Japanese space agency 3D prints floating space drone

Alain Brian
Juillet 18, 2017

The Japan Aerospace Exploration Agency (JAXA) has released images and video from its JEM Internal Ball Camera, known as "Int-Ball", - a camera drone that can record images and video while moving in space - and the new footage gives us earth-dwellers a sneak peek of the happenings on the space laboratory. The hope is that it will not only eventually handle all of the crew's photography tasks, but bridge the gap between them and ground researchers, allowing them to watch on in real time from the crew's perspective as they carry out experiments.

Another Int-Ball objective is enabling researchers and flight controllers on the ground to visually assess the crew's work in space from the same viewpoint, allowing for better cooperation between space and ground teams in what JAXA calls an "effective cooperative" effort. The goal of Int-Ball is to reduce the time the crew spends on photography - which now amounts for 10% of the crew's working time - to zero.

The device is 15cm in diameter and arrived at the ISS on June 4 aboard the Japanese experimental module (JEM) - Kibo. Currently, photographing processes take up roughly 10% of the onboard crew's working hours.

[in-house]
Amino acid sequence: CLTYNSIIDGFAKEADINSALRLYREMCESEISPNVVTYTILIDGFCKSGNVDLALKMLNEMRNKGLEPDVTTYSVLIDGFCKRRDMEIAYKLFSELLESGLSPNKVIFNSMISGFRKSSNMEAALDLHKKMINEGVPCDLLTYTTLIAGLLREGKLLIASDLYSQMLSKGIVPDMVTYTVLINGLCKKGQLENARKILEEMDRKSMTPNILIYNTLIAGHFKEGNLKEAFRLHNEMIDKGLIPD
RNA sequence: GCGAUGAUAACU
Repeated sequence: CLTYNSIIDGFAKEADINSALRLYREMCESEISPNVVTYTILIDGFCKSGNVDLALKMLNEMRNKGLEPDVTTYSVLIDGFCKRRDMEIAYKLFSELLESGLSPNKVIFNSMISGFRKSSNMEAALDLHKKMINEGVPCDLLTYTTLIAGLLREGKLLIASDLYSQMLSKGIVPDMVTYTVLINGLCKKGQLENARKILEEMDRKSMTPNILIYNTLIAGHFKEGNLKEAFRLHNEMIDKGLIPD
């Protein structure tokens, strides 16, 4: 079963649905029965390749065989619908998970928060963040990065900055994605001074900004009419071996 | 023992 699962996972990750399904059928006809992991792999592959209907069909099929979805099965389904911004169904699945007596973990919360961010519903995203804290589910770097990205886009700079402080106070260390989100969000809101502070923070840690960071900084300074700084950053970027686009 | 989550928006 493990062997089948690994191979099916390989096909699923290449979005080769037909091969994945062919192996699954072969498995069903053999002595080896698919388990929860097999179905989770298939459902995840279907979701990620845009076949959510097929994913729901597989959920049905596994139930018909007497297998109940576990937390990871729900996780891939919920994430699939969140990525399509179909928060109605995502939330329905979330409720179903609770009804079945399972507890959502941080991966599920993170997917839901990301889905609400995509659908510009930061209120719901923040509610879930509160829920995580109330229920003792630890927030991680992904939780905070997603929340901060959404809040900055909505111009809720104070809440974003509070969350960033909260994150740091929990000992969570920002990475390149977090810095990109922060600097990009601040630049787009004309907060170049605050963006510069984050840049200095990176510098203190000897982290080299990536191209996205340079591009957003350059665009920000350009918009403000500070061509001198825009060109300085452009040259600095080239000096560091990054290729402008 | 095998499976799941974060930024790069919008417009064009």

In the footage released by JAXA, viewers can see images of the interior of the ISS captured by the Int-Ball 3D printed bot. Dubbed "Int-Ball", the device will free astronauts to do more important work, while providing ground controllers with their own set of eyes.

Japan's space agency has an adorable ball-shaped camera that looks like something from Wall-E, and it is live on the International Space Station right now.

JAXA says it is "striving to further improve Int-Ball's performance, enhance its functions, and promote the automation and autonomy of extra- and intra-vehicular experiments, while seeking to acquire the robotics technology available for future exploration missions".

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